How Clutter Kills Your Emotions, Energy & More,
and What to Do About it Now
© 2018 Health Realization, Inc. Update
Most of us clean our homes regularly, but when was the last time you cleaned out your home's clutter? Clutter can be anything from stacks of mail taking over your kitchen table to too many toiletries under your bathroom sink.
Clutter takes the form of leftover Christmas wrapping paper and bows that you're saving for next year to those coffee mugs your friends brought you from their trip to Disney World, which you just can't get rid of.
A clutter-free home will feel like your sanctuary, but a cluttered home will slowly drag you down, mentally and physically.
While most of us revel in the clutter-free spaces that exist in nice hotel rooms, model homes and pictures in magazines, our own homes are typically far from serene -- and our peace of mind is paying for it!
Clutter Equals Stagnant Energy
One of the basic tenants of feng shui, which is an ancient art of creating a harmonious environment in your home using space, placement of objects, color and more to keep vital energy aligned, is that clutter represents stagnant energy.
In order for energy, or chi, to flow -- and therefore for your home to feel peaceful, support your mental and emotional well-being and provide a sanctuary for you to reside in -- the clutter must be cleared.
We feel this inherently upon walking into a cluttered room or looking at a cluttered counter. It is visually distracting to start, then mentally distracting as you feel overwhelmed and think of all the things you need to get done, and all the while brings up feelings of anxiety and tension.
Just as clutter keeps energy stagnant, it can also keep other areas of your life from growing. Do you avoid having friends over because your home is not in order? Have you put off planning a vacation or starting a new business because your life feels too out of control? Does a lack of organization make daily tasks, like paying bills or putting away groceries, seem like insurmountable feats?
Or does the clutter in your home leave you feeling tired? Overwhelmed? Irritable?
If so, clutter may be controlling your life.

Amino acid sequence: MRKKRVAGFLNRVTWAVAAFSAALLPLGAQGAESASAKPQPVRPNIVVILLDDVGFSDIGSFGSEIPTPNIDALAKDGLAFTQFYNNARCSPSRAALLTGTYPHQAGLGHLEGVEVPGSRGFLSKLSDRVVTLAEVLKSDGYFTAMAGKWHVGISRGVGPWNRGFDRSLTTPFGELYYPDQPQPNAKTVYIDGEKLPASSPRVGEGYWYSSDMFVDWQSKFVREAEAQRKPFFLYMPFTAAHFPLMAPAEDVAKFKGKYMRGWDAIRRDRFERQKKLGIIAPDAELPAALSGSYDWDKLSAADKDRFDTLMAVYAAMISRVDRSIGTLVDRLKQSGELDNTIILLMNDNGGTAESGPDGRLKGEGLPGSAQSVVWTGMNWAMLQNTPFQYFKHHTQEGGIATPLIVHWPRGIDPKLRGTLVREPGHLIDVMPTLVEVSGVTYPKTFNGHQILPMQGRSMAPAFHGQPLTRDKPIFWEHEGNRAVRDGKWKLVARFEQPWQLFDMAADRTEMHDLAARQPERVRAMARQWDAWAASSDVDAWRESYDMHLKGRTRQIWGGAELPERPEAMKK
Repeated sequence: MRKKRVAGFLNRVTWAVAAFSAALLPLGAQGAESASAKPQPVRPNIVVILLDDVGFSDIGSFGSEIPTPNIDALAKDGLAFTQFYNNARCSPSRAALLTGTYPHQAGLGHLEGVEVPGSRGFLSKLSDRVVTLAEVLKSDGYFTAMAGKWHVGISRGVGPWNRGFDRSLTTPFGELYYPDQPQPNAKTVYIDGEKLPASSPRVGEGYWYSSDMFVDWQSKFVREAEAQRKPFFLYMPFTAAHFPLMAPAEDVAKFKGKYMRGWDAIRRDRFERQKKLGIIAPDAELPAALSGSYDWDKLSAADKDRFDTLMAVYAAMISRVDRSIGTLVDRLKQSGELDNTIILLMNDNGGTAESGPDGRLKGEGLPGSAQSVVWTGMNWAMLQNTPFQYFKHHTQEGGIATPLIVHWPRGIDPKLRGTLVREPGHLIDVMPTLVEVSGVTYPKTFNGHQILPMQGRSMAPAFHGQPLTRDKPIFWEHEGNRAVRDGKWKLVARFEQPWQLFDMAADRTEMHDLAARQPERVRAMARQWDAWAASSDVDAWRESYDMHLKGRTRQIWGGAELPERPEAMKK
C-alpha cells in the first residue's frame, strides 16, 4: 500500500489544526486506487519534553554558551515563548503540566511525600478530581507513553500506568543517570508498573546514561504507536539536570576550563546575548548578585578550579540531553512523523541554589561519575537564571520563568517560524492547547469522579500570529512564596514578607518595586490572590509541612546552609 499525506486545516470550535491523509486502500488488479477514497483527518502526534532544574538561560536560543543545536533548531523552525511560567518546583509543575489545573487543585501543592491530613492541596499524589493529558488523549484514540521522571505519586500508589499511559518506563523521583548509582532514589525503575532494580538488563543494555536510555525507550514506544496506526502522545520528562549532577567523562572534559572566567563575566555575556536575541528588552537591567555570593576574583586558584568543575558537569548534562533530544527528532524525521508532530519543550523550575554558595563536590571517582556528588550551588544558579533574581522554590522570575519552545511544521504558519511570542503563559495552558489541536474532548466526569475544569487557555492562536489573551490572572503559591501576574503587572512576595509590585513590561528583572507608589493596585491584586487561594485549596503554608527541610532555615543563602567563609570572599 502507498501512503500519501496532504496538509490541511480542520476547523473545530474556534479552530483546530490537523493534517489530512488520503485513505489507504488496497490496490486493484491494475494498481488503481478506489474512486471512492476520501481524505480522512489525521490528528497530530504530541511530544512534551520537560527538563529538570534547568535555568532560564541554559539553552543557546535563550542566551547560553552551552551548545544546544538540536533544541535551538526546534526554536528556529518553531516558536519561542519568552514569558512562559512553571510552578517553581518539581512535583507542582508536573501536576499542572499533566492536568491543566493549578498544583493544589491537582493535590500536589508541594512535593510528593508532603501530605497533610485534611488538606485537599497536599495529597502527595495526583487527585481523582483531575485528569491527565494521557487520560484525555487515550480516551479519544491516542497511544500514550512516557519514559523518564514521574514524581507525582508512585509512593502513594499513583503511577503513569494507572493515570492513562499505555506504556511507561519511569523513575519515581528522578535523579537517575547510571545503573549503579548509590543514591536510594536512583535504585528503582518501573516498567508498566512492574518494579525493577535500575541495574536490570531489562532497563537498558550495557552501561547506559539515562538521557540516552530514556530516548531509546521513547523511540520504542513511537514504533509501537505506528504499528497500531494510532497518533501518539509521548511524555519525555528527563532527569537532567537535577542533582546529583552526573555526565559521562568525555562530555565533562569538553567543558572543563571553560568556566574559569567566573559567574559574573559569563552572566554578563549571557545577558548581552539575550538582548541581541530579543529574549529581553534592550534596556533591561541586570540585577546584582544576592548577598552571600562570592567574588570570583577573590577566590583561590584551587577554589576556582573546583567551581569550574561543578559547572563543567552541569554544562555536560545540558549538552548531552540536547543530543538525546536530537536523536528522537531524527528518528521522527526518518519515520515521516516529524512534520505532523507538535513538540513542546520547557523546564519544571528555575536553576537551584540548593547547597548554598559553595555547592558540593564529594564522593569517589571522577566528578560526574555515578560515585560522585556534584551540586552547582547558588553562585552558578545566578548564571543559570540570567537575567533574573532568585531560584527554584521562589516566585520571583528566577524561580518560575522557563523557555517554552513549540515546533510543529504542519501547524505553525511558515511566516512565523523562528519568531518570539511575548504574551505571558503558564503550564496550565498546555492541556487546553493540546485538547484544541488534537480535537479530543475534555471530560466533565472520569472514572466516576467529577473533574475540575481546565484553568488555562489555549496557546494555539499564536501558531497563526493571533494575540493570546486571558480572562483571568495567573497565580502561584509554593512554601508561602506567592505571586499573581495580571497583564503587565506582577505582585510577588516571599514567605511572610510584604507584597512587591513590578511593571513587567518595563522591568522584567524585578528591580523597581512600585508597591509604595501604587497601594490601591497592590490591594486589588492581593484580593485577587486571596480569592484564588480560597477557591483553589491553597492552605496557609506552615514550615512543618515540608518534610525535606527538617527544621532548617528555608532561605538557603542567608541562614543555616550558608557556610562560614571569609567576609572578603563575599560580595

Clutter Leads to More Clutter
The thing about clutter is it can easily spiral out of control. It starts with just one thing out of place, say a bill you've been meaning to pay left out on the counter. Soon, that one bill turns into a mountain of clutter: your kids' school books, a hairbrush, a two-day-old newspaper, etc.
You may then very well take that pile of clutter and move it into an even larger cluttered area, like a closet, a basement or an extra room devoted just to things you don't know where to put.
Material clutter will inevitably also lead to mental clutter. You may find you have thoughts running through your head constantly, too many tasks to fit into a day, too many e-mails to answer, and soon become way over-stressed.
With too much stress, and no peaceful retreat of a clutter-free home, you can easily be on your way to a myriad of stress-related illnesses an chronic disease. So clearing clutter is not just a matter of personal preference, it's a matter of health and sanity!
A key step to de-cluttering is resisting the urge to put things on any flat surface. Clear counters and tabletops can be a remarkably soothing sight.
How to De-Clutter Your Home
Most of us dream of, and aspire to have, a clean, clutter-free home. This dream no longer has to be out of your reach, as clearing clutter and freeing the energy in your home is something that anyone can do using these 10 tips.
Start small -- a kitchen drawer, a countertop, a front entrance or a bathroom vanity -- to keep from feeling overwhelmed.
Make a decision about every item you pick up. Either it stays where it is, gets put away someplace else, is given to charity or gets tossed.
Use organizational tools, like file drawers, to give you appropriate places to put things. But, don't buy them until you've cleared the clutter. Buy containers, folders, furniture, etc. based only on what is left (example: if you have three piles of tax papers you need to keep, invest in a file drawer where they can be stored safely, in order and out of sight).
Adopt this rule: Before you bring something new into the house, you must get rid of something old. Buy a new coat? Give the purple one in the back of your closet that you haven't worn in 10 years to charity. New dishware? Time to purge the cabinets of the set you no longer use.
Get help. Enlist your kids, your friends, your spouse and anyone else who's willing to tackle a cluttered room. Explain the goal to your family so they will help ensure the home remains clutter-free.
Buy less stuff. Part of what brings on clutter is simply trying to fit too many things into your home. If you don't really need it, or really, really love it, leave it at the store.
Learn to let go. Clearing clutter means saying goodbye to items that aren't necessary. Do you have three sets of barbecue tools and only grill out twice a summer? Give two away. Holding on to your child's stuffed animal collection, even though he just turned 22? You know what to do.
Use secret-weapon resources like "The Clutter-Busting Handbook: Clean It Up, Clear It Out, And Keep Your Life Clutter-free," by Rita Emmett, a former pack-rat herself. It lists 50 practical ways to get rid of and limit unwanted items, including how to keep clutter from ever returning.
Look for, and clear out, clutter where you wouldn't expect it, such as old books, items from past relationships, makeup you've had too long, worn-out clothing, and magazines you don't really need.
If all else fails (or if you don't want to do it yourself) hire a professional. Pro organizers are out there and will come into your home to clear out clutter. They charge anywhere from $40-$80 per hour.
Feng Shui Tips for Clutter Control
ABC 7 Online: Turn Your Home Into a Sanctuary
40 Places to Look for Clutter Now